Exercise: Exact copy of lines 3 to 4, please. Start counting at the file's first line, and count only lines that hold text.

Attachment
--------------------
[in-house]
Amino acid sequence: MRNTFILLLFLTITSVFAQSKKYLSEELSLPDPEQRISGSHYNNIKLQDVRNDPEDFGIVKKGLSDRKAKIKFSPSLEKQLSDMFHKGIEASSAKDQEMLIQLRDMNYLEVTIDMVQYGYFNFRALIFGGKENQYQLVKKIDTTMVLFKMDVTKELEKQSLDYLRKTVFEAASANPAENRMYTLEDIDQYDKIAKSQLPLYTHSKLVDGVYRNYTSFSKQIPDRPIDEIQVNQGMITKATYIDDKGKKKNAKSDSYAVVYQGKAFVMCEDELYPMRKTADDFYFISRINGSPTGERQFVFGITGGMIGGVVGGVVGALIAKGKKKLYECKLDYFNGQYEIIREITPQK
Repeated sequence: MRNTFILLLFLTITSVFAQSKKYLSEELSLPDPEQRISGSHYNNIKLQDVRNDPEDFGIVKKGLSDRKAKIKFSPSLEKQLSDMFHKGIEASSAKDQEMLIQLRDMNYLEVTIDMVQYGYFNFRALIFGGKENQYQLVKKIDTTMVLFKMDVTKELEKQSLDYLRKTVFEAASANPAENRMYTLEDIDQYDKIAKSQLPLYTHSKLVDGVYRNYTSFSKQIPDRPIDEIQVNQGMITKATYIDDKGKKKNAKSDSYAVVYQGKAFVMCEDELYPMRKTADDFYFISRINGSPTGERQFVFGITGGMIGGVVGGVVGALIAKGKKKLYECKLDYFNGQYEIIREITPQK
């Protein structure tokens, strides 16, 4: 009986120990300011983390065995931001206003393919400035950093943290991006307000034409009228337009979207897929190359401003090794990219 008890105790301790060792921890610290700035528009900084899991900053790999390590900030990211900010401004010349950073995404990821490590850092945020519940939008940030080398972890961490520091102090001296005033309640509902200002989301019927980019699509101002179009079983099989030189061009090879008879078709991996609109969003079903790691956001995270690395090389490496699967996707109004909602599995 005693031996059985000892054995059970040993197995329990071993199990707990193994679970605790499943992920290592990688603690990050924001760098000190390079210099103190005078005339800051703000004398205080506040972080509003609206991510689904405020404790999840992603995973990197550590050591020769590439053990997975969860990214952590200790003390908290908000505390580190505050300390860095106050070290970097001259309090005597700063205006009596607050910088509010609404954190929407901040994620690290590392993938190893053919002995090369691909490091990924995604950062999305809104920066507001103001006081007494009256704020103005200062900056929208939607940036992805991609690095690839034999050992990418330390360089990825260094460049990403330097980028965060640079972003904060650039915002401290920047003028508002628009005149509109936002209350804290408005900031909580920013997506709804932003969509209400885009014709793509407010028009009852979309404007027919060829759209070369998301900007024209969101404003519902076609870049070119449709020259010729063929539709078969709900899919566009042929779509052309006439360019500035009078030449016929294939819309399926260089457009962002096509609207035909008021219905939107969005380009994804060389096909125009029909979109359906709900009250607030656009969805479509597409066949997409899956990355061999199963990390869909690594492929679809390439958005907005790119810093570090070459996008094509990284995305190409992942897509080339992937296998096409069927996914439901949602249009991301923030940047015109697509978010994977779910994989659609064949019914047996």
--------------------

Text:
Repeated sequence: MRNTFILLLFLTITSVFAQSKKYLSEELSLPDPEQRISGSHYNNIKLQDVRNDPEDFGIVKKGLSDRKAKIKFSPSLEKQLSDMFHKGIEASSAKDQEMLIQLRDMNYLEVTIDMVQYGYFNFRALIFGGKENQYQLVKKIDTTMVLFKMDVTKELEKQSLDYLRKTVFEAASANPAENRMYTLEDIDQYDKIAKSQLPLYTHSKLVDGVYRNYTSFSKQIPDRPIDEIQVNQGMITKATYIDDKGKKKNAKSDSYAVVYQGKAFVMCEDELYPMRKTADDFYFISRINGSPTGERQFVFGITGGMIGGVVGGVVGALIAKGKKKLYECKLDYFNGQYEIIREITPQK
């Protein structure tokens, strides 16, 4: 009986120990300011983390065995931001206003393919400035950093943290991006307000034409009228337009979207897929190359401003090794990219 008890105790301790060792921890610290700035528009900084899991900053790999390590900030990211900010401004010349950073995404990821490590850092945020519940939008940030080398972890961490520091102090001296005033309640509902200002989301019927980019699509101002179009079983099989030189061009090879008879078709991996609109969003079903790691956001995270690395090389490496699967996707109004909602599995 005693031996059985000892054995059970040993197995329990071993199990707990193994679970605790499943992920290592990688603690990050924001760098000190390079210099103190005078005339800051703000004398205080506040972080509003609206991510689904405020404790999840992603995973990197550590050591020769590439053990997975969860990214952590200790003390908290908000505390580190505050300390860095106050070290970097001259309090005597700063205006009596607050910088509010609404954190929407901040994620690290590392993938190893053919002995090369691909490091990924995604950062999305809104920066507001103001006081007494009256704020103005200062900056929208939607940036992805991609690095690839034999050992990418330390360089990825260094460049990403330097980028965060640079972003904060650039915002401290920047003028508002628009005149509109936002209350804290408005900031909580920013997506709804932003969509209400885009014709793509407010028009009852979309404007027919060829759209070369998301900007024209969101404003519902076609870049070119449709020259010729063929539709078969709900899919566009042929779509052309006439360019500035009078030449016929294939819309399926260089457009962002096509609207035909008021219905939107969005380009994804060389096909125009029909979109359906709900009250607030656009969805479509597409066949997409899956990355061999199963990390869909690594492929679809390439958005907005790119810093570090070459996008094509990284995305190409992942897509080339992937296998096409069927996914439901949602249009991301923030940047015109697509978010994977779910994989659609064949019914047996």